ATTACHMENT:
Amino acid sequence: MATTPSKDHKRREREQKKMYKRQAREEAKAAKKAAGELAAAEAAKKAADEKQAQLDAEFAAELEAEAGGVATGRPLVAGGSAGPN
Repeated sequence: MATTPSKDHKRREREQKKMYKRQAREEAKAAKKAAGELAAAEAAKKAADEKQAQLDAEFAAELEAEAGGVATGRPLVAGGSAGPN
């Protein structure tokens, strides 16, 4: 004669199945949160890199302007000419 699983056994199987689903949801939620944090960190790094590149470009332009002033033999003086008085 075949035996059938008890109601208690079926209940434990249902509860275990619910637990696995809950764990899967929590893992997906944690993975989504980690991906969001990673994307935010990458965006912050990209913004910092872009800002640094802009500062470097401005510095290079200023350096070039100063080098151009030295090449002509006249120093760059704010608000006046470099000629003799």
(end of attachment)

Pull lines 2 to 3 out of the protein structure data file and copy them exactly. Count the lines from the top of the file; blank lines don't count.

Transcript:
Repeated sequence: MATTPSKDHKRREREQKKMYKRQAREEAKAAKKAAGELAAAEAAKKAADEKQAQLDAEFAAELEAEAGGVATGRPLVAGGSAGPN
């Protein structure tokens, strides 16, 4: 004669199945949160890199302007000419 699983056994199987689903949801939620944090960190790094590149470009332009002033033999003086008085 075949035996059938008890109601208690079926209940434990249902509860275990619910637990696995809950764990899967929590893992997906944690993975989504980690991906969001990673994307935010990458965006912050990209913004910092872009800002640094802009500062470097401005510095290079200023350096070039100063080098151009030295090449002509006249120093760059704010608000006046470099000629003799």